Histadrut: Time to Reduce Israeli Workweek

YERUSHALAYIM -
Finance Minister Moshe Kahlon (R) seen with Histadrut Chairman Avi Nissenkorn during a press conference on December 9, 2015. Photo by Miriam Alster/FLASH90
Finance Minister Moshe Kachlon (R) seen with Histadrut Chairman Avi Nissenkorn during a press conference in 2015. (Miriam Alster/Flash90)

According to OECD figures, Israel’s official workweek of 43.5 hours is among the longest in the developed world – and workers need a break, according to Histadrut chairman Avi Nissenkorn. In a letter to Finance Minister Moshe Kachlon and Chairman of the Israel Business Association Shraga Brosh, Nissenkorn asked for some consideration on cutting the workweek.

“As I have stated in the past, the time has come to cut the workweek to 40 hours, and to institute at least six ‘long weekends’ annually. This will be of great assistance to workers, and to the economy.”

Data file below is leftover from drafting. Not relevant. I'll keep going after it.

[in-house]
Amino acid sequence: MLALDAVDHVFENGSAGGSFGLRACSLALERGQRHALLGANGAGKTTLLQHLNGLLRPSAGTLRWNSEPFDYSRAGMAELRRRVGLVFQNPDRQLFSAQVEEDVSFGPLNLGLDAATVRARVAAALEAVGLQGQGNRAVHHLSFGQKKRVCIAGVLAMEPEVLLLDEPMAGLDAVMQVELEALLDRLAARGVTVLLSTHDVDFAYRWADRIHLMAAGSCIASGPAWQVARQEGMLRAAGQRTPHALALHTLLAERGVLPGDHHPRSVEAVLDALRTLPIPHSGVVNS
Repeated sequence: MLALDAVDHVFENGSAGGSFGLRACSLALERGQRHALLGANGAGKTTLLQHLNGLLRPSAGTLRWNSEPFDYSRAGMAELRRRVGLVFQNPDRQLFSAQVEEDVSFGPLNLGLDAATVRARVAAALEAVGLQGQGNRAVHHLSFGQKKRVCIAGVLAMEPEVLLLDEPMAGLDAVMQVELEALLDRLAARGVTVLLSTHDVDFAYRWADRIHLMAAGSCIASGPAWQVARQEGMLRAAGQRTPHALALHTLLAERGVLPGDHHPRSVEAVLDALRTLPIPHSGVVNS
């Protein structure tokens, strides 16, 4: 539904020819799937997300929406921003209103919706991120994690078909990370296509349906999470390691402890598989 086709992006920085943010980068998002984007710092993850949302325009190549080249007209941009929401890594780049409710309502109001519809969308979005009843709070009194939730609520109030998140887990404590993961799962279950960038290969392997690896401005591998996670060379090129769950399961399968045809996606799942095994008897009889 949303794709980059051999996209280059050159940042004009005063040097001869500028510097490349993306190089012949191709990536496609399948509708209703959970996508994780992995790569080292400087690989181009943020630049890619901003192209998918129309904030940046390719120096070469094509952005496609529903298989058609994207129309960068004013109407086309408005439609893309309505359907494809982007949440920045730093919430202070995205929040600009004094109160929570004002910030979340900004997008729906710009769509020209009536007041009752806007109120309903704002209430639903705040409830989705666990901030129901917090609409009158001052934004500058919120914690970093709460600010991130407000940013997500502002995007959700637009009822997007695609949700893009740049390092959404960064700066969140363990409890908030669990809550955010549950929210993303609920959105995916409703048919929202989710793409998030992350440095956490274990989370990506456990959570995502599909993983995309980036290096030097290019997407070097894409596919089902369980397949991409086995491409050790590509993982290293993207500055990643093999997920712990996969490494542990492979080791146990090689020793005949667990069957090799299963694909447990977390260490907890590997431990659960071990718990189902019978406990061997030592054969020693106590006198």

In March, MK Eli Cohen (Kulanu) introduced legislation that would give all Israelis a paid day off on the first Sunday of every month. According to sources, the government is inclined to partially support a bill that would provide a day off on Sunday once a month – except it would be for only 8 months of the year, specifically the months that do not have other non-Shabbos days off (such as the secular months in which Pesach and Sukkos occur).

Cohen is not the first official to think of this idea; former National Economic Council head Eugene Kandell suggested between 4 and 8 “long weekends” stretching from Friday to Sunday each year. Even if the move would cost the economy NIS 1.2 billion in products and productivity costs, it would stimulate the leisure economy. Jewish Home MK Shuli Moallem also suggested such a law in the past, and both Jewish Home and Kulanu support the bill to an MK.

In a response to Nissenkorn, Brosh said that that the move would hurt productivity. According to a business analysis, the economy would stand to lose NIS 35 billion annually if such a move were implemented. “We can see where this is going,” said Brosh. “We need to set realistic goals for ourselves, and one goal I would suggest is raising productivity in order to improve the economy and develop the basis for a leisure economy as in other countries. If we raise the standard of living in Israel by 20% in the next five years it will bring in its wake many positive developments.”